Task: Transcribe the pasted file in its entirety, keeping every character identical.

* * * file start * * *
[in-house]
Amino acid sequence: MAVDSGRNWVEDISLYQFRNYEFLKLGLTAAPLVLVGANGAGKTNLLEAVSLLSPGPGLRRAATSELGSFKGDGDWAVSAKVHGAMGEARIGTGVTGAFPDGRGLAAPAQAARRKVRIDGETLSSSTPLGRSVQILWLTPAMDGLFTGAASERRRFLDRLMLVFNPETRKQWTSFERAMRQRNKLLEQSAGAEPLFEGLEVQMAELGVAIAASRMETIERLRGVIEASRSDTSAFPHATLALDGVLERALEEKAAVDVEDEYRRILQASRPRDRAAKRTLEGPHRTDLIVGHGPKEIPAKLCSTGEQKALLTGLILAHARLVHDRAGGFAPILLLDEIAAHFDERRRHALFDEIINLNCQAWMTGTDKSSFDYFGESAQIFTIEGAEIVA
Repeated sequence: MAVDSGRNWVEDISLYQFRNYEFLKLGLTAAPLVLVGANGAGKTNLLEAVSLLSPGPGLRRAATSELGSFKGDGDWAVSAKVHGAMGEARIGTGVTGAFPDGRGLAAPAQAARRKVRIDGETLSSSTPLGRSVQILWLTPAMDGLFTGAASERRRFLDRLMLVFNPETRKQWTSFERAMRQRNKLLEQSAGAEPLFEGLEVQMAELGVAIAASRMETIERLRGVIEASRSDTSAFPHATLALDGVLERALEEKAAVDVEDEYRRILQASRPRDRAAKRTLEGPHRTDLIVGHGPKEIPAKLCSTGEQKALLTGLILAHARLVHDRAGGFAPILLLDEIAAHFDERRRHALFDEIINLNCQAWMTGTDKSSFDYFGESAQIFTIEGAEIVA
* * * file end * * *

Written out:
[in-house]
Amino acid sequence: MAVDSGRNWVEDISLYQFRNYEFLKLGLTAAPLVLVGANGAGKTNLLEAVSLLSPGPGLRRAATSELGSFKGDGDWAVSAKVHGAMGEARIGTGVTGAFPDGRGLAAPAQAARRKVRIDGETLSSSTPLGRSVQILWLTPAMDGLFTGAASERRRFLDRLMLVFNPETRKQWTSFERAMRQRNKLLEQSAGAEPLFEGLEVQMAELGVAIAASRMETIERLRGVIEASRSDTSAFPHATLALDGVLERALEEKAAVDVEDEYRRILQASRPRDRAAKRTLEGPHRTDLIVGHGPKEIPAKLCSTGEQKALLTGLILAHARLVHDRAGGFAPILLLDEIAAHFDERRRHALFDEIINLNCQAWMTGTDKSSFDYFGESAQIFTIEGAEIVA
Repeated sequence: MAVDSGRNWVEDISLYQFRNYEFLKLGLTAAPLVLVGANGAGKTNLLEAVSLLSPGPGLRRAATSELGSFKGDGDWAVSAKVHGAMGEARIGTGVTGAFPDGRGLAAPAQAARRKVRIDGETLSSSTPLGRSVQILWLTPAMDGLFTGAASERRRFLDRLMLVFNPETRKQWTSFERAMRQRNKLLEQSAGAEPLFEGLEVQMAELGVAIAASRMETIERLRGVIEASRSDTSAFPHATLALDGVLERALEEKAAVDVEDEYRRILQASRPRDRAAKRTLEGPHRTDLIVGHGPKEIPAKLCSTGEQKALLTGLILAHARLVHDRAGGFAPILLLDEIAAHFDERRRHALFDEIINLNCQAWMTGTDKSSFDYFGESAQIFTIEGAEIVA